I fear a vicious cycle will begin to manifest itself. If less people are left, they shoulder more work because of people leaving, and are more likely to leave themselves. I saw this in my old lot (long before SDR and getting deployed for every war; I left and took the Queen's shilling full-time) when you would aim for a Bn trg weekend and would get a Coy if you were lucky and the same old faces were doing all the work, slowly getting fewer in number.

Radical steps are required, although on the plus side the increased chance of deploying on ops is a massive recruitment incentive...but not to the extent of what appears to be expected nowadays. However, things will muddle along, as always, until a future crunch point. The stock answer from the hierarchy for almost any problem is "appoint a 1* or a 2*" and, although a 2* for the reserve forces should be welcomed, it is not the remedy that is needed. I am sorry to say I won't be joining the reserves after I walk out the gate as Bliar and TCH simply want boots filled on the cheap. They've screwed up every other public service, claiming improvements where none exist, and now it is the turn of the armed forces.
 
#17
This is a question I am facing now myself.

Have been invovled with the T.A since '88, from my OTC days onwards, and had always been working with my local TA unit until I skipped over to the US of A to live among the colonials for a while.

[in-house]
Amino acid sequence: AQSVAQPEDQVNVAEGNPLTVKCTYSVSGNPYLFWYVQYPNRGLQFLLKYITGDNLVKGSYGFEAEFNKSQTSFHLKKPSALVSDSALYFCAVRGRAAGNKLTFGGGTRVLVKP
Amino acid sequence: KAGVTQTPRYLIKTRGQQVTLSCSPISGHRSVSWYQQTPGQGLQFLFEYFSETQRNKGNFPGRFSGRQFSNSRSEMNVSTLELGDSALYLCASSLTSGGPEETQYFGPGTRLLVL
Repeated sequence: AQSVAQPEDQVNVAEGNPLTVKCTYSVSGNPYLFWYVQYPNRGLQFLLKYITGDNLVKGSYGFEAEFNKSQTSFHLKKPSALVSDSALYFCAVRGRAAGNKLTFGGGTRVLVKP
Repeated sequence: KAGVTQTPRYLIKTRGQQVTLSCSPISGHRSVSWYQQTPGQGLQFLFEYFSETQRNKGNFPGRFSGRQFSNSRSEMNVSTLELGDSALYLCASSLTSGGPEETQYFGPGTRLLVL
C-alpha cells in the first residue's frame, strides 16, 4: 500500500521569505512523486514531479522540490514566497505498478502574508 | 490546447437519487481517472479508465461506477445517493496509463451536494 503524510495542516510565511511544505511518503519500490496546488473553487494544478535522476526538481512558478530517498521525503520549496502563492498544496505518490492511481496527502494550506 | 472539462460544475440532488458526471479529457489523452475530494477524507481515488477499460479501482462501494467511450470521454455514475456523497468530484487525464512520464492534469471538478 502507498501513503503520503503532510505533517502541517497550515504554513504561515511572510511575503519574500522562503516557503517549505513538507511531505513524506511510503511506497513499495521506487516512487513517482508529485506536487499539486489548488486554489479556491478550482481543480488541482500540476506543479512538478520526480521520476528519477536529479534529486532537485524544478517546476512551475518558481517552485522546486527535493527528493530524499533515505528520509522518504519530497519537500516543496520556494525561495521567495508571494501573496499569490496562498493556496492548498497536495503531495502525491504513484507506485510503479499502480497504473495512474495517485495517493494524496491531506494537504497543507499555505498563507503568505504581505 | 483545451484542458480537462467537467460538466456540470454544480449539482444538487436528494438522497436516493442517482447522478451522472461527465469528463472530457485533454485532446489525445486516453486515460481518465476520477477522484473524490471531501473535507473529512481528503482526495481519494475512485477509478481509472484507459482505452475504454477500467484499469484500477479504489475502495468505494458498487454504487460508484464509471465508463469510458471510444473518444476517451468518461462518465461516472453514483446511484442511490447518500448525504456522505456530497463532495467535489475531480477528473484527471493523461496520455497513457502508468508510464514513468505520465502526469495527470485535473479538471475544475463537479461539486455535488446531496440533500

Recently back in UK and have started to make inquiries with my old unit to get back on strength as I missed my time with the green machine. But the US news is very US o'centric and so I am rapidly playing catch up with the 'shit-storm' that UK miltary & politics has become in my years away.

My TA commitment was never an issue with my employers before so I didnt really seriously consider it... but now I am having to ask some questions. I believe it would be wise to run the idea passed my direct manager at work - informally to start - before I officially go pulling on my boots again and dust off the smock.

I myself want toget back involved - but if it will cause large problems with my civillian job then I will have to re-evaluate.
 
#18
P_J - under the new regulations you now have to inform your employer when you enlist or re-enlist, and they have to sign a document acknowledging that you've told them. I suspect it is the same for officers although don't quote me on that!

Still, that RSO slot is still vacant....!
 
#19
Yes indeed L_J - I know that about RSO slot - was along at the head-shed last week discussing it all....hadnt been there in a long long time.

I dont have a problem with it - I can adapt. Will just see what an informal chat with civvy boss brings to light. I still think it will turn out to be 'game on' but just want to look into it - I hadnt known that it had grown this contentious in my years away.

Time will tell.